Whether you are involved in showing your own dog or not, if you wish to get started showing or simply love dogs, all dog owners should take in a dog show at least once in their lives, if only for the experience of it!
Lots of dog lovers enjoy watching shows even if they are not involved in showing themselves, and for people who want to start showing or are trying to buy a puppy that they can show, spending lots of time spectating at shows and seeing how the veterans do it is valuable experience.
You can learn a lot about showing and dogs in general from watching, meeting and chatting to owners, handlers and breeders-and the vast majority of people showing and handling dogs at dog shows will be only too happy to stop and chat about their dogs, and potentially give you invaluable advice, tips and insights too. However, when it comes to dog shows and making sure you don’t get in the way or cause problems, it is important to follow some universal etiquette when spectating, chatting and looking around.
In this article we will share six top etiquette tips for dog show spectators-whether you are viewing your first show, or simply taking a break from being in the ring yourself!
Many dog shows will only permit competing dogs to attend the show, and even if your dog is taking part in another class or has a legitimate reason to attend, it might be best to leave them with someone else or in their pen if you want to get close to the ring to watch some classes.
Even at shows where other dogs are welcome, think carefully about ways in which you might be restricted if you take your own dog-if you want to get them experience of the show environment, this is the right place, but if you want to network and spectate, your dog may be better left at home.
Good canine etiquette dictates that you should never give someone else’s dog a treat without asking them, and many owners of show dogs will not want their dogs given treats by someone else, so keep them out of sight until you have asked.
Additionally, always ask before stroking or petting someone else’s dog-again, this is simple good manners as well as a safety precaution, and given the time and effort that many handlers make getting their dogs ready for the ring, the last thing they may want is someone touching their dog!
Dog shows can be fun, educational and entertaining for children, but very young children may be better left at home. If your child is of an age where they are into everything, full of beans and may start crying or shouting for no reason, wait until they are a little older to take them along.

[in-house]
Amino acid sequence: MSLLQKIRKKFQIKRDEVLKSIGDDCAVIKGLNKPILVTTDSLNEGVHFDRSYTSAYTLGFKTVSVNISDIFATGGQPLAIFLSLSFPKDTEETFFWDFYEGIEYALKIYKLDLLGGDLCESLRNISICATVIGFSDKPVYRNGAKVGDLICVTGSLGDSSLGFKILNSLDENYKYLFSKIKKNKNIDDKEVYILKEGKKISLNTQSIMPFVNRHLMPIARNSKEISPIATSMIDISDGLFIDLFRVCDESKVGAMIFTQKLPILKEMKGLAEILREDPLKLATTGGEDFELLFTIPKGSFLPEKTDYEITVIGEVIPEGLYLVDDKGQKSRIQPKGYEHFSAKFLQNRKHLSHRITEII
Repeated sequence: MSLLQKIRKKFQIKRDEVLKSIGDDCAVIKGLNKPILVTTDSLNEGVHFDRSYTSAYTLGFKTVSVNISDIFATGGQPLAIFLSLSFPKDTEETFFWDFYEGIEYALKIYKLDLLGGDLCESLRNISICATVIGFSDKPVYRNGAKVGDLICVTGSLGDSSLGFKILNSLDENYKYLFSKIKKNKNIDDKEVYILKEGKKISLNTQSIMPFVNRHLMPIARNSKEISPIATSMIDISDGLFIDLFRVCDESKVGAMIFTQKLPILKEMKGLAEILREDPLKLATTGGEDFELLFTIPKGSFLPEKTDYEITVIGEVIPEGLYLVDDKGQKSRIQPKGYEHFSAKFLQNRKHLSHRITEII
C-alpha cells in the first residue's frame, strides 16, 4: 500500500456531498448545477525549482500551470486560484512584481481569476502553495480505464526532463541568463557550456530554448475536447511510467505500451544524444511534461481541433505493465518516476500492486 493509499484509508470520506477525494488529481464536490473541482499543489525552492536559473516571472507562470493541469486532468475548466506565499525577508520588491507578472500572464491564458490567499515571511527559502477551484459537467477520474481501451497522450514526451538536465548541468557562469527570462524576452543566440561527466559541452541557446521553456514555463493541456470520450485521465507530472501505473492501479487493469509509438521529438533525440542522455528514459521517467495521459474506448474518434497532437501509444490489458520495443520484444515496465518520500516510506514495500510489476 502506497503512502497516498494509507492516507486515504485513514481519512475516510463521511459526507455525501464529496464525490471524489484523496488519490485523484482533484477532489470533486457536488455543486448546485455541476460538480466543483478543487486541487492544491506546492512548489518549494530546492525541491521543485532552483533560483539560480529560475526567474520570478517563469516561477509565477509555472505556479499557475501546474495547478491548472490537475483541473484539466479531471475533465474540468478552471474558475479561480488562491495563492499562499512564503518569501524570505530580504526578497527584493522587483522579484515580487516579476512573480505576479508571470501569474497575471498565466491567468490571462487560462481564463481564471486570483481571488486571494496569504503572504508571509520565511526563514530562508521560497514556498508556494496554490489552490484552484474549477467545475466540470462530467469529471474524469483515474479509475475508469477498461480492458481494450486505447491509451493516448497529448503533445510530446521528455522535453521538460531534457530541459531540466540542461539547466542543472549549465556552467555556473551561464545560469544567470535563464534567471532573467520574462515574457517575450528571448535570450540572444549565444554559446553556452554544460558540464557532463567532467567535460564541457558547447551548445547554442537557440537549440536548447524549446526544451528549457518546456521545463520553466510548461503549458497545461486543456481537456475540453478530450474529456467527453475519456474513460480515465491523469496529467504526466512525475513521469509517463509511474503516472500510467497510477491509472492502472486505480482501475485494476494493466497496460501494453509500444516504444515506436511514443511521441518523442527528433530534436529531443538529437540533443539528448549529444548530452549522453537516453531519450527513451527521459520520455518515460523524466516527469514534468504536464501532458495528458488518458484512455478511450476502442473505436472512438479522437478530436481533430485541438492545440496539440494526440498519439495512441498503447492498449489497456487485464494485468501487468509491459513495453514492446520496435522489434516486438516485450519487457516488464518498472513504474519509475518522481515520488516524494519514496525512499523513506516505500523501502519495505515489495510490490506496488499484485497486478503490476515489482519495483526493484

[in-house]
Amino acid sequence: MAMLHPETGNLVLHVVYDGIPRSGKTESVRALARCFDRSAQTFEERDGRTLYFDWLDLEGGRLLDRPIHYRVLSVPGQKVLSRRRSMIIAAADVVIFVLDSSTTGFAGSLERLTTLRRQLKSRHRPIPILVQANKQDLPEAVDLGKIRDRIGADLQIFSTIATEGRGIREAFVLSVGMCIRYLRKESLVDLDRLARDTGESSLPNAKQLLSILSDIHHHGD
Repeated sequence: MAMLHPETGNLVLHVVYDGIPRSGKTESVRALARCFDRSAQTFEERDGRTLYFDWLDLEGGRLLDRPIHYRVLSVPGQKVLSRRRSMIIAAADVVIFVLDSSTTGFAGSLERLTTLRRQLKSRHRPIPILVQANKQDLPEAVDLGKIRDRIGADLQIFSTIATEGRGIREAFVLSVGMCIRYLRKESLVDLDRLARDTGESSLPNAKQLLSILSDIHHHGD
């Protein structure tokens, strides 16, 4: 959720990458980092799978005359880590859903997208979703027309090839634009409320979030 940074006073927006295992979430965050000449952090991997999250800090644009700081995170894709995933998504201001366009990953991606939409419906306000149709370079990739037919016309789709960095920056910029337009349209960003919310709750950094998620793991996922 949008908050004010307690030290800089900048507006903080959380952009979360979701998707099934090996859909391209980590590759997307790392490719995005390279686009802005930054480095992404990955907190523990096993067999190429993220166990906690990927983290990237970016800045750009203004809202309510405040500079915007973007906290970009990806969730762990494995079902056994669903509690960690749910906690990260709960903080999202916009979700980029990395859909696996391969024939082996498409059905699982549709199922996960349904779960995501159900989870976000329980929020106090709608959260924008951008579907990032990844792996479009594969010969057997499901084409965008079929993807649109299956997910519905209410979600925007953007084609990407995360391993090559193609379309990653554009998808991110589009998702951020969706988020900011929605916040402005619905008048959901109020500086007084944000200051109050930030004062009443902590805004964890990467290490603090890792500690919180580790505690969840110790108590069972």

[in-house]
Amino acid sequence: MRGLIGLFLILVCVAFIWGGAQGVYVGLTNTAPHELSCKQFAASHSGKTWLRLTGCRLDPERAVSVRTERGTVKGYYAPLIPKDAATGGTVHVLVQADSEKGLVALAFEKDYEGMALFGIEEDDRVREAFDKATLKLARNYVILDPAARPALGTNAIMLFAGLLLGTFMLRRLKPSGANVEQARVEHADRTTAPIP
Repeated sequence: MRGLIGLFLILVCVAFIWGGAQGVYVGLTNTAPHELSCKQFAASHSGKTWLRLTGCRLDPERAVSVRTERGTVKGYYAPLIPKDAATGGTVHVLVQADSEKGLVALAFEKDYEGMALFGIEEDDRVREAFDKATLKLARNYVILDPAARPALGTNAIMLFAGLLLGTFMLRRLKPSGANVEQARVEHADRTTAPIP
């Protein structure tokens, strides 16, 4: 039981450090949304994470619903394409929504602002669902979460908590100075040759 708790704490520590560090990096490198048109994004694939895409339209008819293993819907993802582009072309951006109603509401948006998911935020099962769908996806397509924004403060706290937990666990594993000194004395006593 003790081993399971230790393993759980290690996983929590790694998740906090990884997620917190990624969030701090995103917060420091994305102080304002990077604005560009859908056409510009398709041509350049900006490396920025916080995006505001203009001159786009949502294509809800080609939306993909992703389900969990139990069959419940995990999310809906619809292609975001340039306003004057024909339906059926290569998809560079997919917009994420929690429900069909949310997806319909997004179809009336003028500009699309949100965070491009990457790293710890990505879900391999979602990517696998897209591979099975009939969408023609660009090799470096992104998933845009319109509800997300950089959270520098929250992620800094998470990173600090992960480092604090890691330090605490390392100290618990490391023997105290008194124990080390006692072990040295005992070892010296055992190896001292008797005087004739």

For older children, make sure you set some ground rules for them before you get to the show, so that they will have a positive experience, stay safe and not make any inadvertent mistakes.
Most competitors will be only too happy to chat to you, talk about their dogs and give tips, advice and help to newcomers, but it is really important to pick the right moment when the competitors will be happy and relaxed!
Before the classes start, going round to say hi to dogs and owners is fine, but they will be very busy, so unless they are clearly willing to talk, don’t bother them. After classes have finished, allow competitors time to tend to their dogs and chat to their group, and then you will usually find that they will be amenable to a friendly approach, particularly if you saw their dog in the ring and open with a compliment!
Many formal dog shows have rules surrounding filming and photography of the rings, and it is important to find out what these are ahead of time. Some venues will not permit any film or photography other than by their authorised reporters, while others may specify that images you take yourself cannot be used commercially.
Additionally, some shows may have restrictions on flash photography when competitors are in the ring-but even if they don’t, use your flash sparingly and ensure that it will not disturb the competitors or handlers. The best time to take pictures is when the winners have been picked and lined up, which is when photographic opportunities are usually welcomed.
Finally, think about other spectators when you’re watching-try not to block other people’s view, don’t sit in reserved seats, and if your dog or child will not settle and are making a fuss, move away.